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pinkeye

or pink eye

[ pingk-ahy ]

noun

, Pathology.
  1. a contagious form of acute conjunctivitis occurring in humans and certain animals: so called from the color of the inflamed eye.


pinkeye

/ ˈpɪŋkˌaɪ /

noun

  1. Also calledacute conjunctivitis an acute contagious inflammation of the conjunctiva of the eye, characterized by redness, discharge, etc: usually caused by bacterial infection
  2. Also calledinfectious keratitis a similar condition affecting the cornea of horses and cattle


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Word History and Origins

Origin of pinkeye1

First recorded in 1785–95; pink 1 + eye

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Word History and Origins

Origin of pinkeye1

C16: partial translation of obsolete Dutch pinck oogen small eyes

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Example Sentences

Hachimura also missed the first four games of the season with pinkeye.

Hachimura missed two weeks at the start of the season for pinkeye before he missed time because of the team’s coronavirus outbreak.

The technology uses an adenovirus, from the family of viruses that cause pinkeye, as a sort of Trojan horse to deliver SARS-CoV-2 protein to the immune system.

Forward Rui Hachimura made his return a week ahead of schedule after missing two weeks with pinkeye.

Bob Costas has a case of mild pinkeye at the Sochi Olympics.

So given his sangfroid ‎it is likely that Mr. Costas has old-fashioned pinkeye.

Or perhaps he caught a mild viral form of pinkeye—medically known as conjunctivitis.

It's also the site where Vinny nearly contracted pinkeye and where most major romantic eruptions occurred.

All's well with the John Grier—except for a broken tooth, a sprained wrist, a badly scratched knee, and one case of pinkeye.

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More About Pinkeye

What is pinkeye?

Pinkeye is the common name for conjunctivitis and occasionally used as a slang term for other things.

Pinkeye is often spelled as two words: pink eye.

Where did the term pinkeye come from?

Pinkeye is a familiar name for conjunctivitis, or the inflammation of the conjunctiva (the membrane covering the eyes and lining the eyelids). It is a common viral or bacterial infection, affecting 3–6 million people in the U.S. alone each year. The name stems from the way the condition makes the eye look pink or red along with other symptoms of itchiness, watering, and swelling.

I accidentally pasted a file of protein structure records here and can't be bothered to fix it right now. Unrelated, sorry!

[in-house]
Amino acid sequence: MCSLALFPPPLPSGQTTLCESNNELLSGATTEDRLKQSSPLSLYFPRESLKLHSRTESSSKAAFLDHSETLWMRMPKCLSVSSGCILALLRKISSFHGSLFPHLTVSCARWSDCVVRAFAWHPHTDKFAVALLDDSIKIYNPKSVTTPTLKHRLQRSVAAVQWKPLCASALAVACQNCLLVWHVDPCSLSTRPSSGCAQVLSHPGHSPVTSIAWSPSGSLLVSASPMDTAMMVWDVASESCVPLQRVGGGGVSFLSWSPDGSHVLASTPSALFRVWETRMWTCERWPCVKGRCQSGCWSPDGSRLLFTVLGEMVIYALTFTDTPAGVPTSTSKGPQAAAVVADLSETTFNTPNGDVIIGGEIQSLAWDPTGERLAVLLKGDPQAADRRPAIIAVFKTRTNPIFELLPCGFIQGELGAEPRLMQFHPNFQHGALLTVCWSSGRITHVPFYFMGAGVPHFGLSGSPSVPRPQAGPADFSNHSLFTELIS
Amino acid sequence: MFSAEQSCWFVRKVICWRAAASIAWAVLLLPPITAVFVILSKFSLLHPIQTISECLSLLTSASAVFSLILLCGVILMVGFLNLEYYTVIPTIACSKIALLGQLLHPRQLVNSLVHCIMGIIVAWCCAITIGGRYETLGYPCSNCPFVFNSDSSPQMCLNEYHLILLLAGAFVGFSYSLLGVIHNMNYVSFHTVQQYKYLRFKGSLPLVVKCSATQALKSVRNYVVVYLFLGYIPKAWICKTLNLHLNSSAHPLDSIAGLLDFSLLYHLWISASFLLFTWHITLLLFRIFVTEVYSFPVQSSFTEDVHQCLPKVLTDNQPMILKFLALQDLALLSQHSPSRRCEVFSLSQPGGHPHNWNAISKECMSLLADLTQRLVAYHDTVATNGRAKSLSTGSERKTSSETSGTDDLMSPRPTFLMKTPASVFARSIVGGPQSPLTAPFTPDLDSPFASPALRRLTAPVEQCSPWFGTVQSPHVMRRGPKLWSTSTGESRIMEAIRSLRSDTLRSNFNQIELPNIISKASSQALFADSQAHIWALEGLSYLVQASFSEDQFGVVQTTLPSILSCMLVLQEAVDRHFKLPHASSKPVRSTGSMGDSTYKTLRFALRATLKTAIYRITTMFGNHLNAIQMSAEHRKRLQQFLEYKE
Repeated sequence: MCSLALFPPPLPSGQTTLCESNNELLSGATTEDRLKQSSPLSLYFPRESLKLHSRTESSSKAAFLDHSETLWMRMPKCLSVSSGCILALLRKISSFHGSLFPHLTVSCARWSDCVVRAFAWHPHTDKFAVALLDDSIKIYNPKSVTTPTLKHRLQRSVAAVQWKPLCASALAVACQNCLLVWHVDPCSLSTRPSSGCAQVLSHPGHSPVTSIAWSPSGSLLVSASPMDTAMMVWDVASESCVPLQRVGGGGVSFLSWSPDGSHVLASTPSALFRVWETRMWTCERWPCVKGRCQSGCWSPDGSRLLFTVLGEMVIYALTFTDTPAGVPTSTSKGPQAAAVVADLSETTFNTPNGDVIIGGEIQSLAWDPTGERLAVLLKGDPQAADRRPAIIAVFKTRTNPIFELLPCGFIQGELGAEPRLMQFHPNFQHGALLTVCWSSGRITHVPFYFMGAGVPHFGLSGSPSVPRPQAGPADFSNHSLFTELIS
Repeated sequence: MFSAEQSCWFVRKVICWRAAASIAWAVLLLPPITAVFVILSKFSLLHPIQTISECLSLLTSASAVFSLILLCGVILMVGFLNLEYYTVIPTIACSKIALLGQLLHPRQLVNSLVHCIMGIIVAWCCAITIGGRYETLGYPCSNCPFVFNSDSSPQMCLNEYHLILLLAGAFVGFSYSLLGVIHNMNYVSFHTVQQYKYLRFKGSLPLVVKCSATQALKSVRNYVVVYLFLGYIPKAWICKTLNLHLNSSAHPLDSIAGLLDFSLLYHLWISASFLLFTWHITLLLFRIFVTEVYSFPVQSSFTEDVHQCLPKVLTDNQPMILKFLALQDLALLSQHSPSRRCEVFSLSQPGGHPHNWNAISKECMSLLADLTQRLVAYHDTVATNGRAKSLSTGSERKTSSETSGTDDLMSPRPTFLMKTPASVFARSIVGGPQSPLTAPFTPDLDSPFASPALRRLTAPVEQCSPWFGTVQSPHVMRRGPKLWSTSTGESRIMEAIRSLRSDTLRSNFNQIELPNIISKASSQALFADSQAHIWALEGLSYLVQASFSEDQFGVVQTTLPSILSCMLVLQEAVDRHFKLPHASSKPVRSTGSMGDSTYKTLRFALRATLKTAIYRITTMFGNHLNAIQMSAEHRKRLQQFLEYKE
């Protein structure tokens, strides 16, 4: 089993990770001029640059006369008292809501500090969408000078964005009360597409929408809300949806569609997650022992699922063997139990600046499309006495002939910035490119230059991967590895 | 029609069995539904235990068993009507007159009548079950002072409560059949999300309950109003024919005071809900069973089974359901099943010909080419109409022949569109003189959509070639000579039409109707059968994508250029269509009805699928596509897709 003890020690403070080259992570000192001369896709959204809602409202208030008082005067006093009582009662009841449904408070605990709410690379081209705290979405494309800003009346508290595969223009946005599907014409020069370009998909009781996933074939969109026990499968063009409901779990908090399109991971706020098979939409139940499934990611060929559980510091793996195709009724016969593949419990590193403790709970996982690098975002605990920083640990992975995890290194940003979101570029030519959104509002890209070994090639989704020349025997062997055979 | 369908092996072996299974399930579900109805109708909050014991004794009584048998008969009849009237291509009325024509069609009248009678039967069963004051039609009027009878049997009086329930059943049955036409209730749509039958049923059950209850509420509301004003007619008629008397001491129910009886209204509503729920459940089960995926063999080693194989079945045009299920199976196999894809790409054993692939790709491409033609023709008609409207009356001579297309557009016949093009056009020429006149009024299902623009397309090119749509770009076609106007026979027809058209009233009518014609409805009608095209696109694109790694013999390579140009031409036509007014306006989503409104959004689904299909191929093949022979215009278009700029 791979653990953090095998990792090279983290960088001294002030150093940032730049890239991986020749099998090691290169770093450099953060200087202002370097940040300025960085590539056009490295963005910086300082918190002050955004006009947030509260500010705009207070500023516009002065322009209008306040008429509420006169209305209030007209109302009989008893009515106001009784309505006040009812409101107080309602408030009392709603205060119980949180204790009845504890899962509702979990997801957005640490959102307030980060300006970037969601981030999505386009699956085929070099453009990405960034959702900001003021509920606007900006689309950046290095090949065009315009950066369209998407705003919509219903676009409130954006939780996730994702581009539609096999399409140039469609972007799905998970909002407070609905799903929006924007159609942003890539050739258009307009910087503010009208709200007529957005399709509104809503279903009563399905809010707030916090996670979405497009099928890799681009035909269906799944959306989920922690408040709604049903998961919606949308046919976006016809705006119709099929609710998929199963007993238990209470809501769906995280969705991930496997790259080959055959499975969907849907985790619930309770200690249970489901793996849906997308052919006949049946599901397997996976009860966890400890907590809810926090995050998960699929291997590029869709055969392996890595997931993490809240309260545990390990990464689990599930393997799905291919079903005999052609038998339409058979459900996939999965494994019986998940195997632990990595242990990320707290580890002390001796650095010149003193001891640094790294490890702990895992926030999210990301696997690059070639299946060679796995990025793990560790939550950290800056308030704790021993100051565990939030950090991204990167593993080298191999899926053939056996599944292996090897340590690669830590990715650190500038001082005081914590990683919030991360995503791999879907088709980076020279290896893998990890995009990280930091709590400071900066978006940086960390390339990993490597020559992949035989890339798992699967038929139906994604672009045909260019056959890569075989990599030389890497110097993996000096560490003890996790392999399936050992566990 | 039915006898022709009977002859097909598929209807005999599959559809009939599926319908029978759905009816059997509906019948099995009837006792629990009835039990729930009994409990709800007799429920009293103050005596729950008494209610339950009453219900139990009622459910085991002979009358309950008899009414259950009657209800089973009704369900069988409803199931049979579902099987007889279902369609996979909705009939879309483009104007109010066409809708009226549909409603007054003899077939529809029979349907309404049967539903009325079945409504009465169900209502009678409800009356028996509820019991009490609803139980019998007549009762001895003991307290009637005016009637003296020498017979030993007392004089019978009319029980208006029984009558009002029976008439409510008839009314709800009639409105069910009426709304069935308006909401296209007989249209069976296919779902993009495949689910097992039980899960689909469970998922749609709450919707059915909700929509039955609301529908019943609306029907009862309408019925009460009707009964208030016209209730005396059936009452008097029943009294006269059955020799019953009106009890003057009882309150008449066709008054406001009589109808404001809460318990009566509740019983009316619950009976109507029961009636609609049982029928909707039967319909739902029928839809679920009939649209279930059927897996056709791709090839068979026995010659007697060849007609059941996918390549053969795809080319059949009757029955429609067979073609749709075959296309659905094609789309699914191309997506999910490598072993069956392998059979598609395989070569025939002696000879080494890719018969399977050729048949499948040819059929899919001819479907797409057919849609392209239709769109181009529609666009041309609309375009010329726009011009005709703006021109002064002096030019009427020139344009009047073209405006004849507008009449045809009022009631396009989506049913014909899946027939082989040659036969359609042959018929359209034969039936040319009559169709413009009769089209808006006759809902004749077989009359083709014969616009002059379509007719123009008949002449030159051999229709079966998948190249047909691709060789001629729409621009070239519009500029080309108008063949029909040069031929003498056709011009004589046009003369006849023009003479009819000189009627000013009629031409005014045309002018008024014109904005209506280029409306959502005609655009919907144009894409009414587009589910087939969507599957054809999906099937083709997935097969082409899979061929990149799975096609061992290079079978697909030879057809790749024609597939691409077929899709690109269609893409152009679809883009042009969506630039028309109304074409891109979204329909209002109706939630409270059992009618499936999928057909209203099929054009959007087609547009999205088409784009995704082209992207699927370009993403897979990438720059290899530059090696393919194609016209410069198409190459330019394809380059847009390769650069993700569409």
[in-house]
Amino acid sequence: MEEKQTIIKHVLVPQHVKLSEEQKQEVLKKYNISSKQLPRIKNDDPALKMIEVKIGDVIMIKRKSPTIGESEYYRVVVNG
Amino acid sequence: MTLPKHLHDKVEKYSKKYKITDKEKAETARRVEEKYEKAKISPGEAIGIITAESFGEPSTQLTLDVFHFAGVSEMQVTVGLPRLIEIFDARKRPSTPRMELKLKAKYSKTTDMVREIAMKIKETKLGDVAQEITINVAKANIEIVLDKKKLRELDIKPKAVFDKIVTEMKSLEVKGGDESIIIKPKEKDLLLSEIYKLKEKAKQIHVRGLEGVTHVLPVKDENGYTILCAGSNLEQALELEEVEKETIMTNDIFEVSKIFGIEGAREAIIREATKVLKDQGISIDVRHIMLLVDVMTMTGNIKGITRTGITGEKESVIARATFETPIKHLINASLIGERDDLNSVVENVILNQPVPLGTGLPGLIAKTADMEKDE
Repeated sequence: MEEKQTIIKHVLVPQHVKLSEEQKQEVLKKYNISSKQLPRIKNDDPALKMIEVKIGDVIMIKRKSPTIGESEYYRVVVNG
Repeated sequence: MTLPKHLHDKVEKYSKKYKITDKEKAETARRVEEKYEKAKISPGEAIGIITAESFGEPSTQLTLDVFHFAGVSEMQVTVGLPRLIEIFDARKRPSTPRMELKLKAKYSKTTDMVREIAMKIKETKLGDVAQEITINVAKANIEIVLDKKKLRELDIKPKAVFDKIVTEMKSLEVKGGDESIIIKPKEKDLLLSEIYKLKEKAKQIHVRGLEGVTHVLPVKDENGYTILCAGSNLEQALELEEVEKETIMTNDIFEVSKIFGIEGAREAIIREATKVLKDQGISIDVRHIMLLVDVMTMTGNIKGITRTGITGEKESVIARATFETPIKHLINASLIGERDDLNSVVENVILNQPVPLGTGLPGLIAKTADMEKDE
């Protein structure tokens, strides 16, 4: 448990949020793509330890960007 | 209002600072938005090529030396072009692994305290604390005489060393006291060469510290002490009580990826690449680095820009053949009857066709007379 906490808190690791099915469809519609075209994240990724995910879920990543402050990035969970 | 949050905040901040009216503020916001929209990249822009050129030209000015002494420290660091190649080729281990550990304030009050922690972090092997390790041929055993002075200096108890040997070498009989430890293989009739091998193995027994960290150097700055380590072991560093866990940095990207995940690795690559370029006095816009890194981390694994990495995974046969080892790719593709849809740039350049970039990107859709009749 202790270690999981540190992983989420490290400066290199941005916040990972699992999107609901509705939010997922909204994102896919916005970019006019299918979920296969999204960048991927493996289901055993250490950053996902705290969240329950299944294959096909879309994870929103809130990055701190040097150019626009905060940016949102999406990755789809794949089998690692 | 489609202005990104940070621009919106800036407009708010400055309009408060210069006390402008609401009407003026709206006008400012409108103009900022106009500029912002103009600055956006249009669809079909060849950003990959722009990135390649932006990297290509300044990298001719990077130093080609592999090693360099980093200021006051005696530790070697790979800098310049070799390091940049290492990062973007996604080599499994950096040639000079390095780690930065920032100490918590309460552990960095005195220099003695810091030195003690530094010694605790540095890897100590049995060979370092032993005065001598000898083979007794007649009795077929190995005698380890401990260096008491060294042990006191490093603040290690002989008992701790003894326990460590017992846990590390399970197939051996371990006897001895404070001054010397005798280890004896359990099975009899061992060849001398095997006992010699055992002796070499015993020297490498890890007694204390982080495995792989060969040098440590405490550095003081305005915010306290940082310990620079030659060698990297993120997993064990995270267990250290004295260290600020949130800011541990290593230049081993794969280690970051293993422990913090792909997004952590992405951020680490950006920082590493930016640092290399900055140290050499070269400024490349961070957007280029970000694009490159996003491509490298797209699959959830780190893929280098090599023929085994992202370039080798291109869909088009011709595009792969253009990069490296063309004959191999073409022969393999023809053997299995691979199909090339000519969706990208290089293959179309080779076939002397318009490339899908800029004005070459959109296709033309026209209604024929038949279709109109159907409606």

While pinkeye typically cures itself, antibiotics are sometimes necessary. It is often contagious, except when caused by allergens, passed directly from a person or from contaminated objects.

One common myth, popularized by the 2007 Seth Rogen comedy Knocked Up, claims that pinkeye is spread from fecal bacteria left on pillows from flatulence. Related myths include that the infection results from eye contact with the anus or semen during sex. The infection, rather, is principally caused by rubbing the eyes with hands carrying a certain virus or bacteria.

Occasional and unrelated senses of pinkeye include slang terms for “vagina” and “cheap red wine.” The “vagina” slang has been recorded since at least the early 1990s based on anatomical observations. The “wine” sense, extending to a “heavy drinker” or “binge-drinking,” dates back to Australian slang from the early 1900s into the 1970s.

How to use the term pinkeye

While the formal name may be conjunctivitis, many medical professionals refer to the condition as pinkeye. The term is also familiar to parents of and educational professionals working with school-aged children, who are instructed to stay home from school due to contagious pinkeye.

Pinkeye is also colloquially mentioned in contexts of vulgar humor (e.g., I’m gonna fart on your pillow and give you pinkeye).

More examples of pinkeye

“The Centers for Disease Control and Prevention (CDC) has released prevention, diagnosis, and treatment tips for pink eye.”
—Madeline Morr, The Clinical Advisor, April 2018

Note

This content is not meant to be a formal definition of this term. Rather, it is an informal summary that seeks to provide supplemental information and context important to know or keep in mind about the term’s history, meaning, and usage.

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